Would George and “Honest Abe” Make It in Today’s Business World?

Sometimes it seems the business world thrives on “harmless” small fibs, misdirections, and lies of omission. But in honor of Presidents’ Day, Joseph Callaway challenges you to rediscover the career-boosting virtues of honesty. He offers seven reasons to tell clients the truth.

Phoenix, AZ (February 2013)—Presidents’ Day, which falls between the birthdays of two of our nation’s most revered leaders—George Washington and Abraham Lincoln—is coming up on Monday, February 18. And as every school-aged kid knows, both men are remembered for their honesty. (Okay, “little George and the cherry tree” might be more legend than fact, but it does indicate the extent to which our culture views truthfulness as a virtue.) To Joseph Callaway, the “lip service” we pay to honesty, even as we fudge the truth in our day-to-day lives, raises a question: Would Washington and Lincoln make it in today’s business world?

“I believe the answer is yes,” says Callaway, who, along with his wife, JoAnn, is the author of the new book Clients First: The Two Word Miracle (Wiley, October 2012, ISBN: 978-1-1184127-7-0, $21.95). “If they showed up in 2013 and truly lived up to their reputations, they would find themselves in huge demand. People really, really crave honesty and transparency, and it’s mostly because they’re such rare qualities these days.”

Do a little soul-searching, suggests Callaway. You might be shocked at the number of white lies, exaggerations, misdirections, and lies of omission you’re guilty of. For example: I’m not going to meet my deadline so I’ll tell him I’m sick to buy myself a couple more days. Or, This is probably not the best vendor for this particular client, but since she (the vendor) sends us a lot of business, I’m going to recommend her anyway.

The occasional lie of omission, or even commission, may not reflect any ill intent toward your clients. But in the long run, even small dishonesties will muddy your relationship and ultimately keep your business from being all it can be.

“We can usually rationalize our small or even large dishonesties,” says Callaway. “But when we examine them, we can see that our lies, little or big, are told to benefit ourselves—to make more money, to cover up mistakes, or to avoid an uncomfortable conversation.

“Making the decision to always put your clients first instead—which means telling them the truth and letting the chips fall—will transform your business,” he adds. “It may not happen overnight, but it will over time as you gain a reputation for transparency and trustworthiness. And it will change your life. Just ask Abraham Lincoln, who ‘lost’ a lot of money during his lawyer career because he didn’t like to charge exorbitant amounts, and encouraged clients to settle out of court when it was in their best interests—even though he didn’t get paid!”

Callaway and his wife built their thriving business—Those Callaways—after a late-in-life entry into the world of real estate. Since then, they have lived through a bubble and survived a horrible economic downturn—and managed to prosper through both, while many of their fellow realtors never recovered. They credit their “Clients First” philosophy as their magic bullet—and never, ever telling a lie is part of that.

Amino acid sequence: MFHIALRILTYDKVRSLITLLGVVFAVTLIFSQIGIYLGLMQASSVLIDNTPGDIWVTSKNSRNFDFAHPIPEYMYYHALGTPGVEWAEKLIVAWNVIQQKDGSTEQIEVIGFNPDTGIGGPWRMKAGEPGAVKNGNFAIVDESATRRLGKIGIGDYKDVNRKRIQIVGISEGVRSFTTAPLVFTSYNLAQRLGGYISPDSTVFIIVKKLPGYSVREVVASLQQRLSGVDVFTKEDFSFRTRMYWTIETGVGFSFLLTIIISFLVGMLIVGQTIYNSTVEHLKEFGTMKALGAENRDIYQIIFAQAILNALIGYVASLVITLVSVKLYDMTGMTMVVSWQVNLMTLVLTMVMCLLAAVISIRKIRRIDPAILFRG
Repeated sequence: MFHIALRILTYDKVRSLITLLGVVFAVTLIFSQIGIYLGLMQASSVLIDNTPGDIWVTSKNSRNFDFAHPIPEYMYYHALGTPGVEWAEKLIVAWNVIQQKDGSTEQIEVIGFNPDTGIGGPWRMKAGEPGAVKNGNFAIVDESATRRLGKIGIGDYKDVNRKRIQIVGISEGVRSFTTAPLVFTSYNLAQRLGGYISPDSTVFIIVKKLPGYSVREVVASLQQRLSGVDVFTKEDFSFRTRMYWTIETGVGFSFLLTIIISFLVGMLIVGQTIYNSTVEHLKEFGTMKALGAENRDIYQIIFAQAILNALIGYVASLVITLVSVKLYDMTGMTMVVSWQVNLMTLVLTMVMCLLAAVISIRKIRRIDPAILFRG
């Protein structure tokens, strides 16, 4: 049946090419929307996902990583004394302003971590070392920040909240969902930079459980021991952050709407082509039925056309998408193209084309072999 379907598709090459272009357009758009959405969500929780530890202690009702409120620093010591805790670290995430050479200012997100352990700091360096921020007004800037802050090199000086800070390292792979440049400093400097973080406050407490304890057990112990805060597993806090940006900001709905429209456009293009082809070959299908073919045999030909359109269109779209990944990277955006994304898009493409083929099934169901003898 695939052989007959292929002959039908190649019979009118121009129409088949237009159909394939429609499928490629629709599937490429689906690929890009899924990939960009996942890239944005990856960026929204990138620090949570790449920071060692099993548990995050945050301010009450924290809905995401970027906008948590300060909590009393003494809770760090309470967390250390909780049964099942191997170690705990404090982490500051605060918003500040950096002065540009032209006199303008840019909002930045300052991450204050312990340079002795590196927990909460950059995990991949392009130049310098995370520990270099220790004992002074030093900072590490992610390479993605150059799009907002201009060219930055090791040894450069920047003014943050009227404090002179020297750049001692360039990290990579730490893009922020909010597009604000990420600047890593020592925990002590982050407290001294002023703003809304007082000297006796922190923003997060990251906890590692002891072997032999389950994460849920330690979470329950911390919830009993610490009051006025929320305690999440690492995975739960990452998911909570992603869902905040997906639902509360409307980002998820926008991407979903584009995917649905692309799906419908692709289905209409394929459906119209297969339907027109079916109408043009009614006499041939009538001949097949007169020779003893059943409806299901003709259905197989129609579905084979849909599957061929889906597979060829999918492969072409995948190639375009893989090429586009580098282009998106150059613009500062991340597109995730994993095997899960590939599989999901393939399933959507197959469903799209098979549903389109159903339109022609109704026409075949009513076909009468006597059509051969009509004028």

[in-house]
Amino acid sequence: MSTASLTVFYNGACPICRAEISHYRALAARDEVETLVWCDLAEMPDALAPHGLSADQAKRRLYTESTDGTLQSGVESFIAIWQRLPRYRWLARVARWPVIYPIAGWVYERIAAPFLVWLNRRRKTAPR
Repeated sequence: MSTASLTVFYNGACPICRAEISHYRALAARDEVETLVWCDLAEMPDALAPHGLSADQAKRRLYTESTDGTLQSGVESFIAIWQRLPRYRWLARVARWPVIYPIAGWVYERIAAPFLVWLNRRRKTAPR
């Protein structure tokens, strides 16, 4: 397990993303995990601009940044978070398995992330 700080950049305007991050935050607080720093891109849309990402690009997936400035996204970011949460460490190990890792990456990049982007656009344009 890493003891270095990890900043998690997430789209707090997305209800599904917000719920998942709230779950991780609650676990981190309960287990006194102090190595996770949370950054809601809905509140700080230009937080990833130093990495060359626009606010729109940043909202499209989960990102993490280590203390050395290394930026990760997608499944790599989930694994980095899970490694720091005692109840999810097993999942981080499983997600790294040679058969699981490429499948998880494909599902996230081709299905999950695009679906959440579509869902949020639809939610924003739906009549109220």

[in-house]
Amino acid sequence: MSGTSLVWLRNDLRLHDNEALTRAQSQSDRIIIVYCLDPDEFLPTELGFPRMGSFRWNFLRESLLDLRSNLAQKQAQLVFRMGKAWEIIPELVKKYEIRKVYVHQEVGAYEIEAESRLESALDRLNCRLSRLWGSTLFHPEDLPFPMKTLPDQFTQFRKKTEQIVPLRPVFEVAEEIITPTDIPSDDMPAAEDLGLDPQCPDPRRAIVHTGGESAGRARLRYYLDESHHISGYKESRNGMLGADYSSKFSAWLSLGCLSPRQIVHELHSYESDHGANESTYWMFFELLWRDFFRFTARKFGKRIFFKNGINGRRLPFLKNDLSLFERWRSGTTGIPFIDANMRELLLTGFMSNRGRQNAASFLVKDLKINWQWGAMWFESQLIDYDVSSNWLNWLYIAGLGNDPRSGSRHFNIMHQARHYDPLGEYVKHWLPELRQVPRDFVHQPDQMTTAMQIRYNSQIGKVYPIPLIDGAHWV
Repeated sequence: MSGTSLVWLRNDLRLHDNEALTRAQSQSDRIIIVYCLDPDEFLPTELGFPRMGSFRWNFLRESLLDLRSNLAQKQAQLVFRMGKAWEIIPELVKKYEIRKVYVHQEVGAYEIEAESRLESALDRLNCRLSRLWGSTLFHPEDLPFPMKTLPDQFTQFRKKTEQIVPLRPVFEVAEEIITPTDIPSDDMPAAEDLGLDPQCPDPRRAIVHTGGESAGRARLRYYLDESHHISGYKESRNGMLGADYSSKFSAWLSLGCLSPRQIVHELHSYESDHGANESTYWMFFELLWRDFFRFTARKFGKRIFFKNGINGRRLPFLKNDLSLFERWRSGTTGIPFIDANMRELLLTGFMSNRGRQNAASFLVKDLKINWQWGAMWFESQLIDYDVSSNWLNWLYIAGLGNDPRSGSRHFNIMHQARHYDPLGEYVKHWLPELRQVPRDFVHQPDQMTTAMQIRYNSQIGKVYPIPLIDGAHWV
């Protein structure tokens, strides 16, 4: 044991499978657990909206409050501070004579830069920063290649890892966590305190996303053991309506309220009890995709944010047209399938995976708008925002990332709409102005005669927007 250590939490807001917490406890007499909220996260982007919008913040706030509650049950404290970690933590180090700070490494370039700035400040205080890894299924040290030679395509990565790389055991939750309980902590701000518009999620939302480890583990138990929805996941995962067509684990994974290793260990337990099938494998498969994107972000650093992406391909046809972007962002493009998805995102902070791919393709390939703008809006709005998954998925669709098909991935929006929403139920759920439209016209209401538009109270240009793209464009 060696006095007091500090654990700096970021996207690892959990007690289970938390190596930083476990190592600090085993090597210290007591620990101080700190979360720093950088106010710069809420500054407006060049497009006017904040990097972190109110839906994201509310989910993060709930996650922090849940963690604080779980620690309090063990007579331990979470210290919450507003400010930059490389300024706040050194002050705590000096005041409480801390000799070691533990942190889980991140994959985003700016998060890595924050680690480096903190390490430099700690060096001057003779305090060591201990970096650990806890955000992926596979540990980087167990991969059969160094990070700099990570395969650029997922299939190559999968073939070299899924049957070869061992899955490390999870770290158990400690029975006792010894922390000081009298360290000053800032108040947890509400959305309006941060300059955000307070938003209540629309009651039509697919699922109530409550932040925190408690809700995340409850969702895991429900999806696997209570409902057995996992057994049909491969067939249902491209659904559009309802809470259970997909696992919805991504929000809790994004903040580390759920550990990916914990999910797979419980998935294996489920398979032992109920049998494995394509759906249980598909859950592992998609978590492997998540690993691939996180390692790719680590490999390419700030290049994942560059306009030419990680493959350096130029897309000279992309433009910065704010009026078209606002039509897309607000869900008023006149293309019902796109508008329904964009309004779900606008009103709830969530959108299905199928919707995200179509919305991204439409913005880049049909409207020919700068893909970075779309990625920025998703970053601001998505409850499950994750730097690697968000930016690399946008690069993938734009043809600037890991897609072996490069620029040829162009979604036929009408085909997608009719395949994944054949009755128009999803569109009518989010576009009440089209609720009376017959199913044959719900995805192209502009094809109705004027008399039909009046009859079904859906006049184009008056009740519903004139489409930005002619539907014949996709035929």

Early on in their careers as realtors, the Callaways faced a not-uncommon dilemma: Their sellers, the Smiths, needed to sell their home soon so they could move. Their buyers, the Browns, had fallen in love with the Smiths’ house. Perfect, right? Not really. It turned out the Browns’ offer was lower than what the Smiths were asking, but it still stretched their budget. Should the Callaways tell each family what they wanted to hear (and guarantee themselves a commission)…or should they do the right thing?

“JoAnn and I decided to tell each party the truth: This deal really wasn’t in either of their best interests, even though it was in ours,” he continues. “Like a fairy tale, we soon found the Smiths a buyer willing to pay their asking price, and we found the Browns a more affordable home they loved even more. The way we did business was forever changed. Whatever happened, we knew we had to always put the client first—even though the truth sometimes hurts, and a fairy-tale ending isn’t always guaranteed.”

Whether in the days of Washington and Lincoln or right now, telling the truth is not rocket science. Honesty really is the best policy in business and in life. Callaway gives seven solid reasons why:

It’s why you exist. If you’re in business, you provide either a good or a service that’s aimed at making the consumer’s life easier, better, fuller, etc. In other words, your raison d’être comes down to helping other people. When you think about your job description in those terms, you’ll have to admit that while it may not always be comfortable, telling the truth is what’s in the client’s best interest.

“You can’t truly help someone if you aren’t being honest!” Callaway assures. “Sure, you can usually rationalize a blurred line or a white lie. But on whose behalf are you fudging the truth? Even if it’s for the client, broken rules and skipped steps—if and when they come to light—won’t be doing him any favors. And if you’re trying to skirt the truth to make your own life easier, beware: You’re on a very slippery slope.”

Truth breeds trust. It’s simple: When the customer knows he can expect the whole truth and nothing but the truth from you, he’ll trust you. And especially in the wake of so many business scandals (Bear Stearns, JPMorgan Chase, and even Bernie Madoff spring to mind), trust isn’t something you’ll automatically get from a client. You’ll have to earn it. And once you have done so, you’ll most likely have a client for life.

“Trust is one of the relatively few remaining things that no amount of money can buy,” Callaway points out. “It’s also something that’s invaluable once you have it. While I’m no business historian, I would venture to say that dishonesty, cover-ups, and stretching the truth played a large role in the collapses of most now-defunct companies. What would the current business climate look like today if all of those organizations had prized earning long-term trust over earning short-term profits?”